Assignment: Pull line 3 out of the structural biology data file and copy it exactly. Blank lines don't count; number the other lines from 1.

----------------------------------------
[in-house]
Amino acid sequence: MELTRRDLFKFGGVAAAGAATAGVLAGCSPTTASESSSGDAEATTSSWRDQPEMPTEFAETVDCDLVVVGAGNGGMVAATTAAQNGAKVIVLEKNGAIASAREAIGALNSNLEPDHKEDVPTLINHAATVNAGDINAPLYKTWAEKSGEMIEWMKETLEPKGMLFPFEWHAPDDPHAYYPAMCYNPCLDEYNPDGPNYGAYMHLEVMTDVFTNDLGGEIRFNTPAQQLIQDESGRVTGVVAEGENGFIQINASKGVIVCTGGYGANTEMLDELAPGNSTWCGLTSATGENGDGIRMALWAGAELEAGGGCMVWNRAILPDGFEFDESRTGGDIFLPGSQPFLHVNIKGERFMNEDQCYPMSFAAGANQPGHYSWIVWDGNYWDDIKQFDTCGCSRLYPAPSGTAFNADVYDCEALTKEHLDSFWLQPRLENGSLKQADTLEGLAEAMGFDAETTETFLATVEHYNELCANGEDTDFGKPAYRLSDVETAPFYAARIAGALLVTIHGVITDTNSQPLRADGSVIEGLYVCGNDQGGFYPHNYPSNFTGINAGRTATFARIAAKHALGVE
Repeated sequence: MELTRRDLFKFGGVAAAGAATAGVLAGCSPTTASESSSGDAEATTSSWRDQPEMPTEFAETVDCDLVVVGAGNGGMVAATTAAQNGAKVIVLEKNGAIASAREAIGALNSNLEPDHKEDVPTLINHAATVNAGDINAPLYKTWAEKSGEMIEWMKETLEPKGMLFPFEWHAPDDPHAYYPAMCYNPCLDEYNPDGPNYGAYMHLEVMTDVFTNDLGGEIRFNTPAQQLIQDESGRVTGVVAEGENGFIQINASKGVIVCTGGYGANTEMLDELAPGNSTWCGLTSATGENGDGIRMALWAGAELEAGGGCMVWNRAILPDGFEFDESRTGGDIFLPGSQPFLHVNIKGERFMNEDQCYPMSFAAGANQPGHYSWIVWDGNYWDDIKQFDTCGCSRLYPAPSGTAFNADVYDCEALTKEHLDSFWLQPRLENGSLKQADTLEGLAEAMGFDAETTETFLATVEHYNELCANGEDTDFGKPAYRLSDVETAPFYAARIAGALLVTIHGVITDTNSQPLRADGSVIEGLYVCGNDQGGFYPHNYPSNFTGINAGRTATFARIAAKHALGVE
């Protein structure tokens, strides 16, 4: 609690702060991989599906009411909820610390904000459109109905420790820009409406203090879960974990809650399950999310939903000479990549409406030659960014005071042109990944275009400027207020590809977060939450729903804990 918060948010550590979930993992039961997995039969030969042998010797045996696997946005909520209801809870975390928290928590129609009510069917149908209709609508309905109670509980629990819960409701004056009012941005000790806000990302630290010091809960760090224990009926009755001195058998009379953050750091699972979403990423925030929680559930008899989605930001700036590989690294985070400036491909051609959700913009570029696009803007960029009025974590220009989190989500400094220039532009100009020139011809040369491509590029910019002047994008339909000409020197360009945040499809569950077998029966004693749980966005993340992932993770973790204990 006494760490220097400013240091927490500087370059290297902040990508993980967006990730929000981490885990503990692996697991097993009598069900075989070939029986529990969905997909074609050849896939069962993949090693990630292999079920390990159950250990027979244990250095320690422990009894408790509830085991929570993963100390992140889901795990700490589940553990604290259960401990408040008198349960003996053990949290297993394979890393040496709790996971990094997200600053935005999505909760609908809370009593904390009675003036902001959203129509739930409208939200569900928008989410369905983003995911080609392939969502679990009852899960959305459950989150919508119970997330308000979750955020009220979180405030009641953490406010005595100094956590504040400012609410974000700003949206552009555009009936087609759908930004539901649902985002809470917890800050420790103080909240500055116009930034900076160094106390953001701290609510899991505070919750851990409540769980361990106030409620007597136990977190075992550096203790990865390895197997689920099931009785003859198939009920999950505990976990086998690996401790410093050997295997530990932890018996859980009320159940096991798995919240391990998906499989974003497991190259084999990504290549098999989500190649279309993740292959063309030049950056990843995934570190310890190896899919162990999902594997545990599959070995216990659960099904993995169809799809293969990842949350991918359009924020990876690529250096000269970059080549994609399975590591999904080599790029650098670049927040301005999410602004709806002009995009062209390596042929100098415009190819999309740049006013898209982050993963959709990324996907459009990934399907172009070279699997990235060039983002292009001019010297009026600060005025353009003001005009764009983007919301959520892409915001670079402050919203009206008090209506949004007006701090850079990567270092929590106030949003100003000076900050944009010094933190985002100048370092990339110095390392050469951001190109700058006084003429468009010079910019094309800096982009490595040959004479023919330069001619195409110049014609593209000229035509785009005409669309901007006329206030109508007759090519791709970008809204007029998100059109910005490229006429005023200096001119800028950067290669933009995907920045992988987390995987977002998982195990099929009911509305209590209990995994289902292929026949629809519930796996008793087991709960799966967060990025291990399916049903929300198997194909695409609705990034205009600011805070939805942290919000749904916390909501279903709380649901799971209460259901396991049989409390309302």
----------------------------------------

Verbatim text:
Repeated sequence: MELTRRDLFKFGGVAAAGAATAGVLAGCSPTTASESSSGDAEATTSSWRDQPEMPTEFAETVDCDLVVVGAGNGGMVAATTAAQNGAKVIVLEKNGAIASAREAIGALNSNLEPDHKEDVPTLINHAATVNAGDINAPLYKTWAEKSGEMIEWMKETLEPKGMLFPFEWHAPDDPHAYYPAMCYNPCLDEYNPDGPNYGAYMHLEVMTDVFTNDLGGEIRFNTPAQQLIQDESGRVTGVVAEGENGFIQINASKGVIVCTGGYGANTEMLDELAPGNSTWCGLTSATGENGDGIRMALWAGAELEAGGGCMVWNRAILPDGFEFDESRTGGDIFLPGSQPFLHVNIKGERFMNEDQCYPMSFAAGANQPGHYSWIVWDGNYWDDIKQFDTCGCSRLYPAPSGTAFNADVYDCEALTKEHLDSFWLQPRLENGSLKQADTLEGLAEAMGFDAETTETFLATVEHYNELCANGEDTDFGKPAYRLSDVETAPFYAARIAGALLVTIHGVITDTNSQPLRADGSVIEGLYVCGNDQGGFYPHNYPSNFTGINAGRTATFARIAAKHALGVE